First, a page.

August-November 2016 – Accenture and Hertz engaged in a Phase 1 of the project producing a “solution blueprint” that would describe the functionality, business processes, technology, and security aspects that were to be incorporated into the solution.  Fees paid to Accenture for this phase totaled $7M.

January 3, 2017 – Hertz announced new CEO and board member, Kathryn Marinello.

January 30, 2017 — Accenture and Hertz entered into a Phase 2 letter of intent to document specific design, build, test, validate, and to deploy the website, mobile applications, and other deliverables.

May 2017 – During an Investor presentation, Hertz commits to delivering “Modernized e-commerce platform” by the end of 2017.

Summer 2017 – Accenture removed the product manager and a project architect from the project.

September 1, 2017 — Accenture and Hertz sign a formal SOW agreement for Phase 2 with fees totaling $26M for this portion of the project.  Through this contract, Accenture agreed to provide “project management” services, including Accenture’s obligation to “plan, control, and lead the execution of Accenture’s scope of services.”  The agreement included language regarding “a focused objective of launching the [website and mobile applications] platforms and experience in December 2017.”

September 2017 – Accenture reported that it would not be able to meet the December 2017 go-live date and requested that it be pushed back to January of 2018.  Not long afterward, the go-live date was further postponed until April of 2018.

Q4 2017 – Hertz and Accenture sign first change order.  According to Accenture, this change order altered the party’s responsibilities under the Phase 2 SOW and included a broad release in which both parties release any claims “arising out of or related to the need to provided Services beyond” the Project estimated December 2017 launch date, and that they would not bring any suit related to delays in the Project.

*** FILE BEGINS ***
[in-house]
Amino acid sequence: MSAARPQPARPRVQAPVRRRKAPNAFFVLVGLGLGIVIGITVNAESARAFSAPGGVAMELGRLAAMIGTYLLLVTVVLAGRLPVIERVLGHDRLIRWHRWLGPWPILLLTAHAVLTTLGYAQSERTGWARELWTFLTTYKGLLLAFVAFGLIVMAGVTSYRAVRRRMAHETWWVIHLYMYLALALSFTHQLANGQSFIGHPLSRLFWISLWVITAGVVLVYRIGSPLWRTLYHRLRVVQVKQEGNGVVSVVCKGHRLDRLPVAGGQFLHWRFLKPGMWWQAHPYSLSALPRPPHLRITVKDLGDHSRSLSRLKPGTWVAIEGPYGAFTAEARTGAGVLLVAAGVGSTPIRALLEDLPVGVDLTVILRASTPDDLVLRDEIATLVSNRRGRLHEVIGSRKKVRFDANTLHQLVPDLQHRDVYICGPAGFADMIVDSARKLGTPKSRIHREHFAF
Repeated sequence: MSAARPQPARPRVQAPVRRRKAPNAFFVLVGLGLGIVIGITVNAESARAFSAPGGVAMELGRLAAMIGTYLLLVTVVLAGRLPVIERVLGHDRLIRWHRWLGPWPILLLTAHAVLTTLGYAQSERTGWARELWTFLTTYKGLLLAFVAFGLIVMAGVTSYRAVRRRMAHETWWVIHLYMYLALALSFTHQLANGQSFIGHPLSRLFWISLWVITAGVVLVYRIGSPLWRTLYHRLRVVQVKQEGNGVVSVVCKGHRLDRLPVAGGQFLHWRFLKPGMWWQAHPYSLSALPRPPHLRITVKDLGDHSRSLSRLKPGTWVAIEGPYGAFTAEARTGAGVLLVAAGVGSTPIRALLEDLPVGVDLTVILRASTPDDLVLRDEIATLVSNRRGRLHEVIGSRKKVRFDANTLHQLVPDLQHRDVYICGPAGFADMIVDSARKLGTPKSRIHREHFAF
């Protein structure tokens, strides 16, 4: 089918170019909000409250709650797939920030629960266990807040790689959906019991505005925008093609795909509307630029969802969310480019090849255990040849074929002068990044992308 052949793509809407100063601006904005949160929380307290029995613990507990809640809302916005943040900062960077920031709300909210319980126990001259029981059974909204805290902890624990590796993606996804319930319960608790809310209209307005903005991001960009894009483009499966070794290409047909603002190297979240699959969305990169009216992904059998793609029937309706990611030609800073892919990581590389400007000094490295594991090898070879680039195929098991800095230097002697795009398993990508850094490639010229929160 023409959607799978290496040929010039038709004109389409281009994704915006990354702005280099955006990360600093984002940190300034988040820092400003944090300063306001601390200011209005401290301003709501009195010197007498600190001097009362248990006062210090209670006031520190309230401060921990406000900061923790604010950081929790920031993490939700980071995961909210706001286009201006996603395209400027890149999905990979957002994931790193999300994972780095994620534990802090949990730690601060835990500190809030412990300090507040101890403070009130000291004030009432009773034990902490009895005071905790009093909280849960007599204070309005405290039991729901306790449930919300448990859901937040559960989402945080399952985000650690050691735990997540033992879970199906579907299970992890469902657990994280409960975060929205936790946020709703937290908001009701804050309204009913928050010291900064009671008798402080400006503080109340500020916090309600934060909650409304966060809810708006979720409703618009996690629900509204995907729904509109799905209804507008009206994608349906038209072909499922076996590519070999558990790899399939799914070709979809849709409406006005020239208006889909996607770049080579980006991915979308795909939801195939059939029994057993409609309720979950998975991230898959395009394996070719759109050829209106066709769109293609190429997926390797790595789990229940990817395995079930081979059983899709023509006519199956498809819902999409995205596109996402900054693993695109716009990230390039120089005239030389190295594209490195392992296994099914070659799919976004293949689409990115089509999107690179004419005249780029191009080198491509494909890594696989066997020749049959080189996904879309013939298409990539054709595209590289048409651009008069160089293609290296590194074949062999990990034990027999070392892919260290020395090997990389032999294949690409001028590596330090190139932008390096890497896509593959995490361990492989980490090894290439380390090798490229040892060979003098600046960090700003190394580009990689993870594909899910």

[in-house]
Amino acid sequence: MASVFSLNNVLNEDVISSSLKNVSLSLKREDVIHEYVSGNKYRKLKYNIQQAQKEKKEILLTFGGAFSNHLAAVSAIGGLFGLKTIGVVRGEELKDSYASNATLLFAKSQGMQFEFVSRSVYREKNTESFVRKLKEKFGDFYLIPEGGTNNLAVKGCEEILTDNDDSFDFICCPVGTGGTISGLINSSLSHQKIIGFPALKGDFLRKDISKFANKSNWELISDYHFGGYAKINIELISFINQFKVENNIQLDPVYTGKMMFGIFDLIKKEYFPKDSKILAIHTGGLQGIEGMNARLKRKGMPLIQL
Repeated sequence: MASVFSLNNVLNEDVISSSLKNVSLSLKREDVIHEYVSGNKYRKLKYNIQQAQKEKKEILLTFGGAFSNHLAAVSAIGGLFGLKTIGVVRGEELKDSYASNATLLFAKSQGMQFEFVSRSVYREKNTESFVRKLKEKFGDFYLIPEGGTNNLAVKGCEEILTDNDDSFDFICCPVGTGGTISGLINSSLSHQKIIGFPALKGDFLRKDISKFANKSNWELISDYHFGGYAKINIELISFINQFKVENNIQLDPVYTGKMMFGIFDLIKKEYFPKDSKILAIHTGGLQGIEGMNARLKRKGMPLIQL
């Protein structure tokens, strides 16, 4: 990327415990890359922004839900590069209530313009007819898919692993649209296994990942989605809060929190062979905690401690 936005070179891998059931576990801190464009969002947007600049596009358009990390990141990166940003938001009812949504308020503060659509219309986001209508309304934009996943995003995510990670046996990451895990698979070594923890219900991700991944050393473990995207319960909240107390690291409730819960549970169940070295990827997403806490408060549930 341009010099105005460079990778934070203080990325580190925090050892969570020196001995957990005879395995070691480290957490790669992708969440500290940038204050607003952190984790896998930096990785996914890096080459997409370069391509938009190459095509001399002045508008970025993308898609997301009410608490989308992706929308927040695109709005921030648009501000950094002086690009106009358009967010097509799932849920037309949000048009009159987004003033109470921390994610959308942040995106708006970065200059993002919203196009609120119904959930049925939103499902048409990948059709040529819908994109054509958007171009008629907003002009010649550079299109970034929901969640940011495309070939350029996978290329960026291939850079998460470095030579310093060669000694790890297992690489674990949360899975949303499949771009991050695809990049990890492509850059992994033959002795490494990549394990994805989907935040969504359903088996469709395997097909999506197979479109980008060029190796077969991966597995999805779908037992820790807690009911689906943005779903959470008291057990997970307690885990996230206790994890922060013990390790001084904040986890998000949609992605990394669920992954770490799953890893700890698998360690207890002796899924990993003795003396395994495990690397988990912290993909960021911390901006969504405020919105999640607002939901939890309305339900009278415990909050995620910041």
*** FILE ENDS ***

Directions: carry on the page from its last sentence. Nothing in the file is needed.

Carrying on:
Q1 2018 – Hertz paid Accenture for the work contracted under the SOW and the first change request (CR). A second CR is signed for Accenture to provide additional services for Hertz for an agreed-upon amount of fees.

April 2018 – Hertz’s CIO steps down and receives a severance package that is consistent with firing without cause.  CEO takes over on interim basis.

May 2018 – Accenture is removed from Hertz project.

June 2018 – Hertz hires a new vendor to complete the project.  Hertz claims to have spent an additional $10M in fees to correct or replace the work product produced by Accenture.

July 2018 – Hertz hires new CIO that joins the company from Allstate Insurance.

April 19, 2019 – Hertz files lawsuit against Accenture.

May 2019 – Accenture submits statement that the damages should be limited to only Accenture’s direct damages capped by Accenture fees and further that Hertz’s claims are barred by the mutual release that both parties entered into as part of the first CR signed for Phase 2 SOW.  Hertz responds that the releases agreed expressly exclude breach of warranty.

June 4, 2019 – Judge issues scheduling orders that sets trial date for March of 2020.

Claims made by Hertz

Paraphrased from the suit, Hertz is claiming damages of more than $32M due to the following counts:

Count 1:  Breach of Contract – claiming that:

  • Accenture did not perform the services in a good and workman-like manner.
  • Deliverables prepared and delivered by Accenture did not materially conform to their specifications at the time of delivery.
  • Accenture refused to remedy the defects in its services and deliverables.

In support of this claim, Hertz referenced the lack of testing or only selective or “happy path” testing.

Count 2:  Deceptive and Unfair Trade Practices — claiming that Accenture mispresented its abilities to perform Hertz’s digital transformation.  Hertz stated that Accenture:

  • Elected without consulting Hertz to not provide extensible code as contracted.
  • Did not provide a fully responsive website excluding tablet formats.
  • Provided a static visual style guide vs. a dynamic guide as promised.

Hertz further alleges that Accenture engaged in unfair, deceptive, and extortionate conduct in connection with these breaches.

Questions We Would Like to Know the Answers To

As with any lawsuit, there are at least two sides to every story.  As I was reviewing this claim, I started to ask myself a few questions that will need to be answered to understand what really happened.